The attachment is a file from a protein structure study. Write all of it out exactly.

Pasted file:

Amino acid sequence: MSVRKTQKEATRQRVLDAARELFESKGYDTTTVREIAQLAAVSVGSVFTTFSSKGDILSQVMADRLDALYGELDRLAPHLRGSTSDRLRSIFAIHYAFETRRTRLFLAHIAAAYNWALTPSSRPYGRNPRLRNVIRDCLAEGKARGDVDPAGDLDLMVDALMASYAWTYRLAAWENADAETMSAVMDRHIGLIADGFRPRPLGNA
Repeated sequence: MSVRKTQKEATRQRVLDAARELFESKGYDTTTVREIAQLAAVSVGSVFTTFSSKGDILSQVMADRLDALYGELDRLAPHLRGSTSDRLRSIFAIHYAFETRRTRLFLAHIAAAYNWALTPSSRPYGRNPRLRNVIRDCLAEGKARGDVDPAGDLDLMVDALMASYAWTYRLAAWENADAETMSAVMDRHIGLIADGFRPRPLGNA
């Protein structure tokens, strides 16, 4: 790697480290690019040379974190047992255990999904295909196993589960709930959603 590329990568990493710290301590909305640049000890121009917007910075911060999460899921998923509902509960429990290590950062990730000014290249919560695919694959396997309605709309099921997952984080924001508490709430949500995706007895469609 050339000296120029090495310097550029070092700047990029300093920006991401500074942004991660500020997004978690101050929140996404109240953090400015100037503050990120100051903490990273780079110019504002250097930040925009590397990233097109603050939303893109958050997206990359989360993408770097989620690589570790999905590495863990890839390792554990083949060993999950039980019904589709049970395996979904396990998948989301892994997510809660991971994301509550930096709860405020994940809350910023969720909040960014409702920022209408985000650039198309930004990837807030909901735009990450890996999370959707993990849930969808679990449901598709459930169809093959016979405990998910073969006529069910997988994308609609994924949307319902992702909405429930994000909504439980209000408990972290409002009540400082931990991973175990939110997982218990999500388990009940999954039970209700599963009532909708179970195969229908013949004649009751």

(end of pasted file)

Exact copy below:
Amino acid sequence: MSVRKTQKEATRQRVLDAARELFESKGYDTTTVREIAQLAAVSVGSVFTTFSSKGDILSQVMADRLDALYGELDRLAPHLRGSTSDRLRSIFAIHYAFETRRTRLFLAHIAAAYNWALTPSSRPYGRNPRLRNVIRDCLAEGKARGDVDPAGDLDLMVDALMASYAWTYRLAAWENADAETMSAVMDRHIGLIADGFRPRPLGNA
Repeated sequence: MSVRKTQKEATRQRVLDAARELFESKGYDTTTVREIAQLAAVSVGSVFTTFSSKGDILSQVMADRLDALYGELDRLAPHLRGSTSDRLRSIFAIHYAFETRRTRLFLAHIAAAYNWALTPSSRPYGRNPRLRNVIRDCLAEGKARGDVDPAGDLDLMVDALMASYAWTYRLAAWENADAETMSAVMDRHIGLIADGFRPRPLGNA
């Protein structure tokens, strides 16, 4: 790697480290690019040379974190047992255990999904295909196993589960709930959603 590329990568990493710290301590909305640049000890121009917007910075911060999460899921998923509902509960429990290590950062990730000014290249919560695919694959396997309605709309099921997952984080924001508490709430949500995706007895469609 050339000296120029090495310097550029070092700047990029300093920006991401500074942004991660500020997004978690101050929140996404109240953090400015100037503050990120100051903490990273780079110019504002250097930040925009590397990233097109603050939303893109958050997206990359989360993408770097989620690589570790999905590495863990890839390792554990083949060993999950039980019904589709049970395996979904396990998948989301892994997510809660991971994301509550930096709860405020994940809350910023969720909040960014409702920022209408985000650039198309930004990837807030909901735009990450890996999370959707993990849930969808679990449901598709459930169809093959016979405990998910073969006529069910997988994308609609994924949307319902992702909405429930994000909504439980209000408990972290409002009540400082931990991973175990939110997982218990999500388990009940999954039970209700599963009532909708179970195969229908013949004649009751």